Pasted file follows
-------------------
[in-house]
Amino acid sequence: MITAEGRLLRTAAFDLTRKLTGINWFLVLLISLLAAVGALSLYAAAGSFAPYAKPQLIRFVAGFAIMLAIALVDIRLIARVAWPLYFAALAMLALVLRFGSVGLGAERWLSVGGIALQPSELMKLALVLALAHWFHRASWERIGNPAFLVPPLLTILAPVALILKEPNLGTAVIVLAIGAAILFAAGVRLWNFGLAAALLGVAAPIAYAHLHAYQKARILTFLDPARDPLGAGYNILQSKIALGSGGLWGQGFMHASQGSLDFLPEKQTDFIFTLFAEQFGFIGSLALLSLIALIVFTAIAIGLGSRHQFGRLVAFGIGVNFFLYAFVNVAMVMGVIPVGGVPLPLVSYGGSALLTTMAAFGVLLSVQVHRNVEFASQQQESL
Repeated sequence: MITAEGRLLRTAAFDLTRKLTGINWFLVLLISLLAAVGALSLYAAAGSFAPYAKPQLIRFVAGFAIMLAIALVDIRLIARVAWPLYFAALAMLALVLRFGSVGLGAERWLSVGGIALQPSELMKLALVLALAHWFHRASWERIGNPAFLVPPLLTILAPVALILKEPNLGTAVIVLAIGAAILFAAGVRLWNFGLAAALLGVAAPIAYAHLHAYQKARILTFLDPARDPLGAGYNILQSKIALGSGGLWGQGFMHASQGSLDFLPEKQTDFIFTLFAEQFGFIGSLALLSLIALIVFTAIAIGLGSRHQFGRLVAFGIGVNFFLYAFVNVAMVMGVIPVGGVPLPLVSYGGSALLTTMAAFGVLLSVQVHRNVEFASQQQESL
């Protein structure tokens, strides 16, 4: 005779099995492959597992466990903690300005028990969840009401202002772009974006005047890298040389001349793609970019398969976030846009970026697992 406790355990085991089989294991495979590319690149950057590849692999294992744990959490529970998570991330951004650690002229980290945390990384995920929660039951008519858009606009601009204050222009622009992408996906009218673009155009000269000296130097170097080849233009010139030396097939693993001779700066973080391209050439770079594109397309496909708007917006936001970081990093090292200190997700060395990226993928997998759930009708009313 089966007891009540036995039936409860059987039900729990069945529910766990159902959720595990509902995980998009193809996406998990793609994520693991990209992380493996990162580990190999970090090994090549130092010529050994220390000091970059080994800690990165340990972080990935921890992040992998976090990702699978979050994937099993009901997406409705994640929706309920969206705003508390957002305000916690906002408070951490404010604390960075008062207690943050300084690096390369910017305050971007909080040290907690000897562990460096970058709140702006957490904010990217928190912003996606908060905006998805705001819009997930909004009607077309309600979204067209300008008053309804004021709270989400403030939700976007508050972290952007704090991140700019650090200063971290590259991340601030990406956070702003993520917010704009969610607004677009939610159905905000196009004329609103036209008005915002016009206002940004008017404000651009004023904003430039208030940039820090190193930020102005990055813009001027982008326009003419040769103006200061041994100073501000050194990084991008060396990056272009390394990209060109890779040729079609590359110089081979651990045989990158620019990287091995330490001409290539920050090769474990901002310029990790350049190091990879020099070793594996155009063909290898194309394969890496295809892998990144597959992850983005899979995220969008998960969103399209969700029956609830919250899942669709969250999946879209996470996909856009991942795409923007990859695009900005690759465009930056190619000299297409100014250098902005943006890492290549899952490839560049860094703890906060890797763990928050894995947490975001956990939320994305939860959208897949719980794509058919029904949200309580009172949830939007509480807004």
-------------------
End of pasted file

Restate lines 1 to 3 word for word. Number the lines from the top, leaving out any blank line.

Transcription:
[in-house]
Amino acid sequence: MITAEGRLLRTAAFDLTRKLTGINWFLVLLISLLAAVGALSLYAAAGSFAPYAKPQLIRFVAGFAIMLAIALVDIRLIARVAWPLYFAALAMLALVLRFGSVGLGAERWLSVGGIALQPSELMKLALVLALAHWFHRASWERIGNPAFLVPPLLTILAPVALILKEPNLGTAVIVLAIGAAILFAAGVRLWNFGLAAALLGVAAPIAYAHLHAYQKARILTFLDPARDPLGAGYNILQSKIALGSGGLWGQGFMHASQGSLDFLPEKQTDFIFTLFAEQFGFIGSLALLSLIALIVFTAIAIGLGSRHQFGRLVAFGIGVNFFLYAFVNVAMVMGVIPVGGVPLPLVSYGGSALLTTMAAFGVLLSVQVHRNVEFASQQQESL
Repeated sequence: MITAEGRLLRTAAFDLTRKLTGINWFLVLLISLLAAVGALSLYAAAGSFAPYAKPQLIRFVAGFAIMLAIALVDIRLIARVAWPLYFAALAMLALVLRFGSVGLGAERWLSVGGIALQPSELMKLALVLALAHWFHRASWERIGNPAFLVPPLLTILAPVALILKEPNLGTAVIVLAIGAAILFAAGVRLWNFGLAAALLGVAAPIAYAHLHAYQKARILTFLDPARDPLGAGYNILQSKIALGSGGLWGQGFMHASQGSLDFLPEKQTDFIFTLFAEQFGFIGSLALLSLIALIVFTAIAIGLGSRHQFGRLVAFGIGVNFFLYAFVNVAMVMGVIPVGGVPLPLVSYGGSALLTTMAAFGVLLSVQVHRNVEFASQQQESL